Culturally Rich Novel ‘Descendant of the Crane’ Hooks Readers

Descendant of the Crane is written by Chinese-American author Joan He, who lives in Philadelphia. Photo Courtesy of Joan He.

Descendant of the Crane is written by Chinese-American author Joan He, who lives in Philadelphia. Photo Courtesy of Joan He.

By Yunoo Kim, Community & World News Editor

What do you do if you are pressured to protect the innocent, but in doing so you become the guilty? This is the dilemma new queen Hesina faces in Descendant of the Crane by Joan He, a political fantasy novel based on Ancient Chinese kingdoms.

I discovered this book after a long search for Asian fantasy novels, a still-developing genre of fiction. The beautifully illustrated cover immediately caught my eye, with an interesting image of a crane and a patch of lotus flowers looming over a girl in traditional Chinese clothes. The East Asian style of lineart is highly appealing, and the grave, suspenseful atmosphere of the illustration was what first intrigued me. True to the ominous color scheme of dark green and red, the story itself proved to be dark and contemplative. 

The plot revolves around Hesina, and her struggle to lead her kingdom and investigate her father’s death. Whilst uncovering the secrets her father left behind, she also becomes conflicted because of her desire to defend soothsayers, the pariahs of her society. As her resolution to solve her father’s murder and her developing sympathy towards the soothsayers start to intertwine, Hesina finds her relationship with her remaining family being both tested and strengthened.  

This main mystery kept me on my toes throughout the entire book; Hesina’s pensiveness seeped into my own heart as each page was turned. The harsh treatment the soothsayers face mirrors the hatred that many minority groups face in society today, adding to the anxiety and suspense. I shared Hesina’s frustration over her inability to help her own citizens, fearful of provoking the ire of the majority. The horrifying descriptions of persecution and punishment are all too familiar, and Hesina spends much time debating over issues that have yet to be solved in our society.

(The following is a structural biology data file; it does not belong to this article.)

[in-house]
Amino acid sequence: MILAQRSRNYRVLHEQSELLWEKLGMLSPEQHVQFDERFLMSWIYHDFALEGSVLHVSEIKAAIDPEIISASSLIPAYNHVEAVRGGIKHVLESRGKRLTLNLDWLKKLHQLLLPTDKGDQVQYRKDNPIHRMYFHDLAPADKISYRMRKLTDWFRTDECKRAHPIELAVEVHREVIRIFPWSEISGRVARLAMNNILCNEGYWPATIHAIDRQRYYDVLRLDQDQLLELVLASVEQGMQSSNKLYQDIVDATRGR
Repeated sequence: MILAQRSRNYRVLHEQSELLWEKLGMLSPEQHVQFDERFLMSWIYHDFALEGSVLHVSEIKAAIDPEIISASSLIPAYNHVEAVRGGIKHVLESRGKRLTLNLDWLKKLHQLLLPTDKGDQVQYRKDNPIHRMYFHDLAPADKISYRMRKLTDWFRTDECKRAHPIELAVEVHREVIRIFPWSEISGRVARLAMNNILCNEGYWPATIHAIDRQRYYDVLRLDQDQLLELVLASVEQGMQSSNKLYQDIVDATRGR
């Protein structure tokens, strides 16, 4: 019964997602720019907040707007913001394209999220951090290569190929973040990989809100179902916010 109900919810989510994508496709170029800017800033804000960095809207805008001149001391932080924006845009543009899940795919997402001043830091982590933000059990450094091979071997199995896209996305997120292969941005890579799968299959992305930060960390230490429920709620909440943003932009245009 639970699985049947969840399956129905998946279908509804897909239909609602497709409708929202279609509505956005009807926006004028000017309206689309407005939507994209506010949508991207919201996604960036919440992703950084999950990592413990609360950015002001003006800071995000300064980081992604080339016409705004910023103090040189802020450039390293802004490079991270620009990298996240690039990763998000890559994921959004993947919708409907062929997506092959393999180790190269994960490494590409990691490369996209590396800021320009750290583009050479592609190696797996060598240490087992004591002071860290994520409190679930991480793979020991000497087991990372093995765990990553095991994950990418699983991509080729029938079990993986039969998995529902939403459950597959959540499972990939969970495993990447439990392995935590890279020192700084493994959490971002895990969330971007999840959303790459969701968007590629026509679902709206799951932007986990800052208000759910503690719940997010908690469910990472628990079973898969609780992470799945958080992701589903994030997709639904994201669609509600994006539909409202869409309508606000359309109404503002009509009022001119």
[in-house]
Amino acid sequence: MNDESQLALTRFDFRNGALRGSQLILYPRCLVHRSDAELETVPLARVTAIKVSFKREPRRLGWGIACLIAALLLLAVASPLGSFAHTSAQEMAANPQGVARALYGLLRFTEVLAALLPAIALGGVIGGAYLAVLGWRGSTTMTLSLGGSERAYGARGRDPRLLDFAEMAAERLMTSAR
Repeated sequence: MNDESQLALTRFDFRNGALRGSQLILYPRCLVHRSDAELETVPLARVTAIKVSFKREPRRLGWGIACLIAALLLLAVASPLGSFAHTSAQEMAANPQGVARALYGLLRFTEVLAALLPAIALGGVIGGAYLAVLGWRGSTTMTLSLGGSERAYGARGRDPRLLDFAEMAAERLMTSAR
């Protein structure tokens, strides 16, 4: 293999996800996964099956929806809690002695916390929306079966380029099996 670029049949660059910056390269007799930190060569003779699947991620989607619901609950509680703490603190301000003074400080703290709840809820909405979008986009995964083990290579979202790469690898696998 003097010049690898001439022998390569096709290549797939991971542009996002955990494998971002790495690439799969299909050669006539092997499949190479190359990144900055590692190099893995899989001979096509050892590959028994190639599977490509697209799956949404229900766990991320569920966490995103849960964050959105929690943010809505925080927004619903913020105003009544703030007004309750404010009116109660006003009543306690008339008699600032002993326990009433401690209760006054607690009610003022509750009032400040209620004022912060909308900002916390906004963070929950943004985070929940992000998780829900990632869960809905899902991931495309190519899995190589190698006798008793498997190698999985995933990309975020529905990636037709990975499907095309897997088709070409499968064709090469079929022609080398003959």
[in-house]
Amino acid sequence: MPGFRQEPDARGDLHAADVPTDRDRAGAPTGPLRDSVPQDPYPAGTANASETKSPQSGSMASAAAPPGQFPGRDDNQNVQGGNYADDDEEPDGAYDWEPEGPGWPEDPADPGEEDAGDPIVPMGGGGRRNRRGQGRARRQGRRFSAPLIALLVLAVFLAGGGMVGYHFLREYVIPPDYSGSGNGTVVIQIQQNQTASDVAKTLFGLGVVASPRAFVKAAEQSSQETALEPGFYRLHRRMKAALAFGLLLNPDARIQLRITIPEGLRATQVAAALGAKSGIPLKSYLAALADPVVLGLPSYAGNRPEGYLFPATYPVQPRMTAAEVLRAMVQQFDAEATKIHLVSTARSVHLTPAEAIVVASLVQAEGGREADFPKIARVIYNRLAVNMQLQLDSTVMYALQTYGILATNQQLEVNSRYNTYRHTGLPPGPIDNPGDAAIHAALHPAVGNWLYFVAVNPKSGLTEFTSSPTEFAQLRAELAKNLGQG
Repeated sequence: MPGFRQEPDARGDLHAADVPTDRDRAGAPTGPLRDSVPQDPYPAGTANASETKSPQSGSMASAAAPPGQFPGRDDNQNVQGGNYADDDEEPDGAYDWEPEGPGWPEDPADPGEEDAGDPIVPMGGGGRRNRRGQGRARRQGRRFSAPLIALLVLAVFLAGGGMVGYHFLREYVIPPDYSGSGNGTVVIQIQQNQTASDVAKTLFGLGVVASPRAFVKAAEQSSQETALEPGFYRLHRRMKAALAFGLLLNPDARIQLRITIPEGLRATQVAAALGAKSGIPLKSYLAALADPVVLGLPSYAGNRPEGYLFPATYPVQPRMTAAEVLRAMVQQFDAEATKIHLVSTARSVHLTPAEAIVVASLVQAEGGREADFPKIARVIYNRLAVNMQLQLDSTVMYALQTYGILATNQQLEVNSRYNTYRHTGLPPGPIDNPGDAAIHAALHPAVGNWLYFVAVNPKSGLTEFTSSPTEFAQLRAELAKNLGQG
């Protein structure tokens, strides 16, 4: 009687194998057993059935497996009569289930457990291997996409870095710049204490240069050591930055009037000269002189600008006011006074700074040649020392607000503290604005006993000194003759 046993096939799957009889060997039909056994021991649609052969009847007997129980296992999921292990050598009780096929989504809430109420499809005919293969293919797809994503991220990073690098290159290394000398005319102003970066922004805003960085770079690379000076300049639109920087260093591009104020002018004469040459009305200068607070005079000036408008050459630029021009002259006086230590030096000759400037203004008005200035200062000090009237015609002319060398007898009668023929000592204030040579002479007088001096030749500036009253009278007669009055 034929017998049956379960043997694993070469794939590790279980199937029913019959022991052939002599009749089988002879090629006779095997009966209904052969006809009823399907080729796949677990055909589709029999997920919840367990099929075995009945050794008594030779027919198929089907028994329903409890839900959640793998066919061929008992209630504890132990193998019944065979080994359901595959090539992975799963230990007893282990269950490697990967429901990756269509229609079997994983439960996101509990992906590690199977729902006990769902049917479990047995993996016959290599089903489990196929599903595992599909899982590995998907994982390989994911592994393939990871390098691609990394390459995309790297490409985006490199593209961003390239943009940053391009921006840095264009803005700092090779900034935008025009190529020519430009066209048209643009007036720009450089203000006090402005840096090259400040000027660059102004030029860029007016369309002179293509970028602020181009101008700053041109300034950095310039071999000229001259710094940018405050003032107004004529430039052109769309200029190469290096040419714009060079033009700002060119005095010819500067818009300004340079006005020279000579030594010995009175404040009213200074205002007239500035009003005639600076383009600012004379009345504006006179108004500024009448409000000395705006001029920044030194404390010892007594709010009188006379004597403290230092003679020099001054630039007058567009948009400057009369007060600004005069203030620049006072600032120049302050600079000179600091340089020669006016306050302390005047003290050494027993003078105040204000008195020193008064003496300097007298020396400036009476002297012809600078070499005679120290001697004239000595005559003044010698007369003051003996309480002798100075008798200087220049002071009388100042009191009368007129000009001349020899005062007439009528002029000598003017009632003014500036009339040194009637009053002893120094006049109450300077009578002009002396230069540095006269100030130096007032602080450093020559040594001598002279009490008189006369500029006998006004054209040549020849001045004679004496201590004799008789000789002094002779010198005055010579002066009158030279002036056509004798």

On the other hand, the excess of predictable plot twists was one aspect of the book that I didn’t particularly enjoy. Distracting me from the main issue, these twists made the book confusing towards the end. Nevertheless, Hesina is a splendid protagonist. She is somewhat of an advocate for the reader, thinking and acting with a more modern mindset than the characters surrounding her. Like many other fictional characters of royal blood, she is thrust into undesired power,  but I liked the fact that she readily faces her issues rather than falling behind in her duties as a queen. Her desperateness feels very real, and dragged me into feeling both triumphant and devastated along with her as she uncovers secret after secret. Her turbulent but heartwarming relationships with her four very different siblings resonated with me as well, as a sister myself. For me, Hesina’s emotional complexity and unique thought process were what made the story so gripping.

Through Hesina’s journey, He touches upon prejudice and the devastating effects of political corruption, while also stressing the importance of family. I highly recommend this book to anyone who wants a story to truly sink their teeth into; Descendant of the Crane is a puzzling, culturally rich debut novel that will strike deep into the hearts of mystery-lovers and historical drama fans alike. 

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